The Duty of Confidentiality
Study Questions on IV.B.1 in the Syllabus.
There is a good deal of variation in the professional duty of confidentiality from state to state and between the Model Rules and the Model Code. In addition the differences between the Model Rules and the Model Code are heavily tested on the MPRE. As a result, when discussing the professional duty of confidentiality, we will look to the Model Rules, Model Code and the Virginia Rules of Professional Conduct.
1. Notice first of all that the scope of the duty of confidentiality is broader than the attorney-client privilege. It applies to information, not merely communications. In addition, it applies to information gained in a wide variety of circumstances, not merely information gained through confidential communication with the client. But the Model Rules and the Model Code differ on the information to which the duty of confidentiality applies. Here are some examples spelling the differences out:
a) A friend of a lawyer tells the lawyer at a dinner party that X has a shoplifting conviction. The friend does not know that the lawyer represents X in connection with a subsequent shoplifting arrest. Is this confidential information under the Model Rules? Under the Model Code and the Virginia Rules?
b) While investigating a client’s defense in a drunk driving case, the lawyer discovers that the client is considering a divorce. Is this confidential information under the Model Rules? Under the Model Code and the Virginia Rules?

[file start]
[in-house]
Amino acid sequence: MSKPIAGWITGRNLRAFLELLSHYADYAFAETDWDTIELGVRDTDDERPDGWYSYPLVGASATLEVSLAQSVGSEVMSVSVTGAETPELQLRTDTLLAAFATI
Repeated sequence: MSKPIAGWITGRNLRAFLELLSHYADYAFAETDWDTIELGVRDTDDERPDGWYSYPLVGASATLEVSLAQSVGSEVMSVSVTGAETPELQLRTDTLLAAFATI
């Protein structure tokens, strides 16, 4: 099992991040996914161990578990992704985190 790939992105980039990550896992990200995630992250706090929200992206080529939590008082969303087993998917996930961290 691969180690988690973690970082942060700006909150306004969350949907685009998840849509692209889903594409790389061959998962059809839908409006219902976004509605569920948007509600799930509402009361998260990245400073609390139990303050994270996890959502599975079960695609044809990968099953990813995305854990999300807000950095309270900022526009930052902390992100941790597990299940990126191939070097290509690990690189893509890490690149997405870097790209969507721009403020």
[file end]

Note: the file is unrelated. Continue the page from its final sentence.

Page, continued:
c) A lawyer learns from a client, whom he is representing in a negligent driving case, that, although the client must wear glasses when driving, his prescription is very weak. At a cocktail party the lawyer tells a number of friends about the client’s prescription, as an example of how strict the rules for wearing glasses while driving really are. Is this confidential information under the Model Rules? Under the Model Code and the Virginia Rules?
d) What if the lawyer merely mentions at the cocktail party that someone he knows has such a prescription?
2. Under both the Model Rules and the Model Code, disclosures of confidential information that are impliedly authorized in order to carry out the representation are allowed. Does this exception allow a lawyer to reveal confidential information to another lawyer (who is not a member of his firm) in order to get the other lawyer’s informal legal opinion about the case?
3. The duty of confidentiality also applies to the use of confidential information by the lawyer in addition to its communication to others. Here too the Model Rules and the Model Code sometimes differ. Consider the following scenarios:
a) A lawyer is processing a patent application for a corporation. The information he gains from the client leads him to believe that the patent is very valuable. The lawyer therefore buys 100 shares of the corporation’s stock, which is traded publicly, without telling the client. The share price of the corporation goes up. Is this in violation of The Model Rules? The Model Code and Virginia Rules? Are there any other legal issues concerning the lawyer’s conduct?
b) A lawyer helps a client draw up the documents for purchasing a plot of land upon which the client is going to build a gas station. The lawyer figures that once the gas station is build, the land next to it will be prime real estate for a fast food restaurant. After the client buys the property and the lawyer-client relationship is terminated, but before the gas station is built, the lawyer buys the land next to the client’s. The fast-food restaurant he subsequently builds on the property is a big success. Is this in violation of The Model Rules? The Model Code? The Virginia Rules?